Who's Online

We have 2448 guests online

Live Traffic Feed

Life in the Skies

'A Local Bestseller!'

What Tony says
(See here)
and Book Launch video here
 
What others say

Les Posen
(See
here)

Yvonne Lee
(See
here)

Louisa Lim & Allan Koay
(See
here)

Aireen Omar, Asran & Bo Lingam
(See
here)

38 Readers' Comments
(See here)

Get an autographed copy here

AMAZON.COM  -  To Order, please Click here 

(eBook) Kindle edition - please Click here

Latest Comment

Does a jet aircraft
There is almost no curvature, because the Earth is

Does an airline capt
I dont think the interview on our side (nautical)

A successful SIA Cad
I am a 3rd year student in Singapore polytechnic.

Cadet Pilots and Pil
captain how to in to the pilot career, becausee i

The twin-engine vers
Dave, in short, it depends on the severity of the

Engine Failure of QA
I heard the Captain of that flight was undergoing

What are the eyesigh
Sir, I am interested to become an airline pilot! T

My Boyfriend is Deat
4 engines plane more safe, remmember passenger pla

Eyesight requirement
HELLO SIR; I have a specks of 1.0 no. so can i eli

Cadet Pilots and Pil
hi capt lim, i want to know that does the cadet pi

Paperback Version

 For Local Availability - Check Here
 
Home > Flying the Plane > Is the heat from the friction of the wings used to deice a commercial jet?
Is the heat from the friction of the wings used to deice a commercial jet?
Flying - Flying the Plane
Thursday, 07 January 2010 10:55

Hello Capt Lim,

I was at a dinner party the other night when the topic of air travel came up. We were talking about de-icing in a commercial jet when someone said that they only do this to free up the flaps when the planes are on the ground.

He went on to say that not only are the wings of a passenger jet heated but even in the coldest of weather, when the jet is in flight, wind is passing so quickly over the wing, the friction that the air produces heats the wings to an almost HOT temperature...

I found this hard to believe... The space shuttle on re-entry - yes... but a passenger jet???

Can you shed some light on this for me?

Thanks

Toby

Hi Toby,

You are right. A commercial passenger jet does not fly at a supersonic speed and any heat generates at its usual cruising speed in the region of 500 to 550 mph is not enough to deice the plane.

In the air, heating is provided by the hot bleed air to the engines cowling and leading edges of the wings.

On the ground, especially during this bad winter season, planes sitting on the ground for a while with accumulated ice on its surface are deiced by special maintenance crew to ensure flaps; wings and body structure are cleared of ice before take off.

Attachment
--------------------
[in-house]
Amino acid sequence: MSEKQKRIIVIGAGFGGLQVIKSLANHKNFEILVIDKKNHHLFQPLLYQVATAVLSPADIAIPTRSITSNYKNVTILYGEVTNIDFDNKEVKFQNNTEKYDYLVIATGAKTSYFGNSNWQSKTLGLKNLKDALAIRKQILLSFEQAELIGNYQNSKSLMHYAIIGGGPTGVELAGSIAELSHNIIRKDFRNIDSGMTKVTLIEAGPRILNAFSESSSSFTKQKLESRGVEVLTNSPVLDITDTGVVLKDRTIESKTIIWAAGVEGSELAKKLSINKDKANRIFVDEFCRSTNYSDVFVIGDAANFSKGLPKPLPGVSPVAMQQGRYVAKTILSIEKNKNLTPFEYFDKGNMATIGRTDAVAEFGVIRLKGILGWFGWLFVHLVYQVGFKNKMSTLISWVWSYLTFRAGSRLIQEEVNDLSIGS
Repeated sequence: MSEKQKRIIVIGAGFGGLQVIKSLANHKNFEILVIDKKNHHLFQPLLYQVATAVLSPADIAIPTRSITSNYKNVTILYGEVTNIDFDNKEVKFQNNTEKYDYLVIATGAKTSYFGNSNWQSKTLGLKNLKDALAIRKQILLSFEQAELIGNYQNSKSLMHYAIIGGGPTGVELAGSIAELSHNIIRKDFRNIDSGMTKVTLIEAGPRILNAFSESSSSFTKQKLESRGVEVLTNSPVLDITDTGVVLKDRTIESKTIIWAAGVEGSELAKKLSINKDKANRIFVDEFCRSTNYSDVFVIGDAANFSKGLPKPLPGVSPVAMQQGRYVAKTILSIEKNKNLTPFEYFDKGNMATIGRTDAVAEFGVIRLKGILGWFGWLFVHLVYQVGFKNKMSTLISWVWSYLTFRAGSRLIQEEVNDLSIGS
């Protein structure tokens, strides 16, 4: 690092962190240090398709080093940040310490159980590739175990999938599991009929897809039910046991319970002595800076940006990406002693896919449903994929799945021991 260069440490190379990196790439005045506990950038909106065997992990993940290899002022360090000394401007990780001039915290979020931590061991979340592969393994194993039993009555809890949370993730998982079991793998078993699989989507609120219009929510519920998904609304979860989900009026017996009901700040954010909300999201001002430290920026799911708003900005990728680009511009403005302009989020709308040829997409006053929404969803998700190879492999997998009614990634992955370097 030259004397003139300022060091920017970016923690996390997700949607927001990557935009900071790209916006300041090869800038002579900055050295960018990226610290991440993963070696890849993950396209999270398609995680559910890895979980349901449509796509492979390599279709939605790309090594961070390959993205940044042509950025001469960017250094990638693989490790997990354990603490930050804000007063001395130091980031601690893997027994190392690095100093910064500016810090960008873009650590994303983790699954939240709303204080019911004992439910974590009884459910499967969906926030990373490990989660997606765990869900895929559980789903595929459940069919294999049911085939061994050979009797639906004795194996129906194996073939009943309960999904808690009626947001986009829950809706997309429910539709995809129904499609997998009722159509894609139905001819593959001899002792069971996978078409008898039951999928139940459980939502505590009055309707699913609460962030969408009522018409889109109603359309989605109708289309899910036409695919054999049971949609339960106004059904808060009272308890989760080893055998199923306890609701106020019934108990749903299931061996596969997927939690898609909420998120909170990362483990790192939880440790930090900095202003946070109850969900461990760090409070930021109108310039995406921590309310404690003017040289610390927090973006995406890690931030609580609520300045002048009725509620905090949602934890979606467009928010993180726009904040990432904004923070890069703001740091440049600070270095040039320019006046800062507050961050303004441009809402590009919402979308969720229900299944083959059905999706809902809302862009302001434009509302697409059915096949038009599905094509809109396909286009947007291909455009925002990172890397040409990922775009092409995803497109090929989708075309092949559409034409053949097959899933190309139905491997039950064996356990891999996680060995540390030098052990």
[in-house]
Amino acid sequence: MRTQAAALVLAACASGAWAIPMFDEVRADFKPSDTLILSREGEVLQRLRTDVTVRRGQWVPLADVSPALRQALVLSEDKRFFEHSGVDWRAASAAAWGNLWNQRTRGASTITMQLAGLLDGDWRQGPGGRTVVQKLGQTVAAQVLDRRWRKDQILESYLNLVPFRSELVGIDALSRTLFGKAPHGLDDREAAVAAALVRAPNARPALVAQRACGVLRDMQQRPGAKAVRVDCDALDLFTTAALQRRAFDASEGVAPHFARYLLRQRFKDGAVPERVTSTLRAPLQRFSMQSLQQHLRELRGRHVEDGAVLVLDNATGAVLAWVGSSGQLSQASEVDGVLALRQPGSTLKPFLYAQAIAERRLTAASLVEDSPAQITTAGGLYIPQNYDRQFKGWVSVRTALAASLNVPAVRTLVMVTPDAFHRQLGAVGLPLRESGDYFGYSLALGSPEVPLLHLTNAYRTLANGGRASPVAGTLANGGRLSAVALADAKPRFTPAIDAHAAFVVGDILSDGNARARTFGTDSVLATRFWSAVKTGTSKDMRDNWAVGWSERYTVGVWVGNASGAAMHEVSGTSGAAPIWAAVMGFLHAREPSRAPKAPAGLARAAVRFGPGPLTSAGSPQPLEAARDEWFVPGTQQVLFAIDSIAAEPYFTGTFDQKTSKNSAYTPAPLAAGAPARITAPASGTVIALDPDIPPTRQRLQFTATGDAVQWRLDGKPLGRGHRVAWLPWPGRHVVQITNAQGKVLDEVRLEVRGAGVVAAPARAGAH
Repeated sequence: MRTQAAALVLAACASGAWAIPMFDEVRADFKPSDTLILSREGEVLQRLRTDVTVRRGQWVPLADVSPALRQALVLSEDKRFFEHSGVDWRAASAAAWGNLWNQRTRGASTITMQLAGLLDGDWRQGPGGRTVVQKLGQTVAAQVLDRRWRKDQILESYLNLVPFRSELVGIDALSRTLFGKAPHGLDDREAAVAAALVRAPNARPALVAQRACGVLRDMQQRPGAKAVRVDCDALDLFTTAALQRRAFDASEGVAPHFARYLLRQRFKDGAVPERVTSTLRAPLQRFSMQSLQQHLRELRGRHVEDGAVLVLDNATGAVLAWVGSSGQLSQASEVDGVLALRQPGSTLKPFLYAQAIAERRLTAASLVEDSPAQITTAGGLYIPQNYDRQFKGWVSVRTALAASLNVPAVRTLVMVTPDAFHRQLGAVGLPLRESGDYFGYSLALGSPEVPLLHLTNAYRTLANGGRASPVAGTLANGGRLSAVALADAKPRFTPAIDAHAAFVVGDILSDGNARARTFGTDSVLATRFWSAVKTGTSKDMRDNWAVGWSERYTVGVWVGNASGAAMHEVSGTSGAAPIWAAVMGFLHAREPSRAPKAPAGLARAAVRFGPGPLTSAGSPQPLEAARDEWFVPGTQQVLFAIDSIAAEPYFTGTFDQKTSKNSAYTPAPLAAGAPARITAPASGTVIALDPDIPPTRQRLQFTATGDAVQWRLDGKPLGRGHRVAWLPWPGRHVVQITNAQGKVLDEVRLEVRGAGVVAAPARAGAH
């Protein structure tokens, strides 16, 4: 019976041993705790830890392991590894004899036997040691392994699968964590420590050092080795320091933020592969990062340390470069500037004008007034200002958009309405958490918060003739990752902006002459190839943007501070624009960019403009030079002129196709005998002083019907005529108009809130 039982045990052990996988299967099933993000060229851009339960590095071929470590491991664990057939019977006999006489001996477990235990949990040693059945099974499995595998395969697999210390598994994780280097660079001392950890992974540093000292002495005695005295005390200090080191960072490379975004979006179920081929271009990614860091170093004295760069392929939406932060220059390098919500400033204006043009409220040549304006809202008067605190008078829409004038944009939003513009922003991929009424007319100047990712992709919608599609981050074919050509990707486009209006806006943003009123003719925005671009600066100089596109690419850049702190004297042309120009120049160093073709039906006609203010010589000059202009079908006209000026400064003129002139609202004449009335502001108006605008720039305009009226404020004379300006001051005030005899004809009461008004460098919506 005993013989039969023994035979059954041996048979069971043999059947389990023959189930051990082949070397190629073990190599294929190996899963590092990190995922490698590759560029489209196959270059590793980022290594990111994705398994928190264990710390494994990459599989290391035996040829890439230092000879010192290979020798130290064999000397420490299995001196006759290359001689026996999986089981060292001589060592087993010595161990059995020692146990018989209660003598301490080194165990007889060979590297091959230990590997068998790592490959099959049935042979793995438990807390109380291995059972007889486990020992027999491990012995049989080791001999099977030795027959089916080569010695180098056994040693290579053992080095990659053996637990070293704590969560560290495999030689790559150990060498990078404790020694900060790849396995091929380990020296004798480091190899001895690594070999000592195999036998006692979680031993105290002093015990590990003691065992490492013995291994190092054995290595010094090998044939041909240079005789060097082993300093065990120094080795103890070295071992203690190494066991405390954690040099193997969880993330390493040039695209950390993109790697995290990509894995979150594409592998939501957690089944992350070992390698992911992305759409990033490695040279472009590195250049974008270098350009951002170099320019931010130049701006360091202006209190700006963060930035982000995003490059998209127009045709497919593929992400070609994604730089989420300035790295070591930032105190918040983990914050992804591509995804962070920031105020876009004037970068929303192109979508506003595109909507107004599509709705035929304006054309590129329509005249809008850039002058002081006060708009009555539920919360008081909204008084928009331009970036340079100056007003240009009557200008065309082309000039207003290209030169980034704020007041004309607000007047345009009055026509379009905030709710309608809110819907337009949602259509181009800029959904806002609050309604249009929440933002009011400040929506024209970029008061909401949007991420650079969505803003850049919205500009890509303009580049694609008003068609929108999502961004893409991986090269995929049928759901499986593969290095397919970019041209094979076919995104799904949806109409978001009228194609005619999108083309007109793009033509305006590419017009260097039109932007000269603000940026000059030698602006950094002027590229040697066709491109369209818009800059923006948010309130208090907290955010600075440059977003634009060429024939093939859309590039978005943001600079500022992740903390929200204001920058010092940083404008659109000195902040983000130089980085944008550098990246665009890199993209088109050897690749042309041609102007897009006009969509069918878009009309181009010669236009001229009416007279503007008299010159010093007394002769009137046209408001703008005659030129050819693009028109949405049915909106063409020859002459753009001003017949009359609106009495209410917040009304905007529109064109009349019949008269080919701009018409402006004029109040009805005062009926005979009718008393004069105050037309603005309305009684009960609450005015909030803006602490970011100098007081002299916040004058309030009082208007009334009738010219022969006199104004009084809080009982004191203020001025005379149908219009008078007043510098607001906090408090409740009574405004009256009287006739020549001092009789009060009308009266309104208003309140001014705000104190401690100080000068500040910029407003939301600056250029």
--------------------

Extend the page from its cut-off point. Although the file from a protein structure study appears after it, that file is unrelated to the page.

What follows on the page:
If you want to know in details the efficacy of heat generated from skin fiction, (we call it kinetic heating), lets see how much additional heating is attributed to a increase in air speed when trying to prevent the fuel from reaching its freezing point in the Polar Region.

For instance, an increase of 0.01 Mach (around 6 knots or 7 mph) from a plane’s usual cruising speed of around 0.84 Mach will result in a temperature increase of 0.5° to 0.7°C. So it would take approximately 15 minutes to 1 hour for you to observe any noticeable changes in the temperature. The rate of cooling of the fuel is approximately 3°C per hour. A maximum of 12°C per hour is possible under the most extreme cold conditions.

So as you can see, even though skin friction does generate heat, it is insufficient to deice a plane’s wing when caught in icing condition. Yes, you need the hot engine bleed air to do the job!


Deicing a Boeing 777 Wing


Deicing a Plane in Toronto

Trackback(0)

TrackBack URI for this entry

Comments (3)

Subscribe to this comment's feed
Friction on Wings...
Wow what an awesome response! I love it!

Thank you so much for your time!

I just knew there was something fishy about what that guy was saying!!!

Have a Happy New Year Capt. Lim!!!

Toby
Toby , 08 Jan, 2010
De-Icing
Hi TOby,
if I may add, temperatures from the engine bleed to anti-ice the leading edges, cowling is around 220degC.
Regulations states that if the TAT,esp on ground is 10degC or less and there is visible moisture on aircraft body, snow.etc..it must be De-ICED prior to flight. Chemicals called Etylene Glycol are used.
my short 2 cents.
Lefthandseat , 27 Jan, 2010
De-icing torch not ice proof
Beware of the possibility for the deicing torch to freeze too.
http://www.youtube.com/watch?v=tOvbFgkn8VM
Mike , 24 Mar, 2010

Write comment

smaller | bigger

busy
 

Paperback Version

 For Local Availability - Check Here

Recommended By..


LIFE IN THE SKIES

'A Local Bestseller!'

Recommended by

Patrick Smith
Boston USA
(See
here)

Capt Meryl Getline
ex-United Airlines USA
(See
here)

Capt Doug Morris
Canadian Airlines
(See
here)

Capt  Robert J Boser
ex-United Airlines USA
(See
here)

38 Readers' Comments
(See here)

Get an autographed copy here

AMAZON.COM  -  To Order, please Click here 

(eBook) Kindle edition - please Click here

View Book Launch video here

Follow me

@CaptKHLim

Like What You Read?


If you like what you read, more stories are found in my book LIFE IN THE SKIES (Preview here) and you can purchase a copy here. To check for any latest updates or postings, you can follow my Twitter at @CaptKHLim or Facebook here

MH 370 Interviews

Click here to View

10 Most Popular Posts



Disclaimer | Privacy
2004 - 2011 © AskCaptainLim.com | Site Concept by eQuilec.com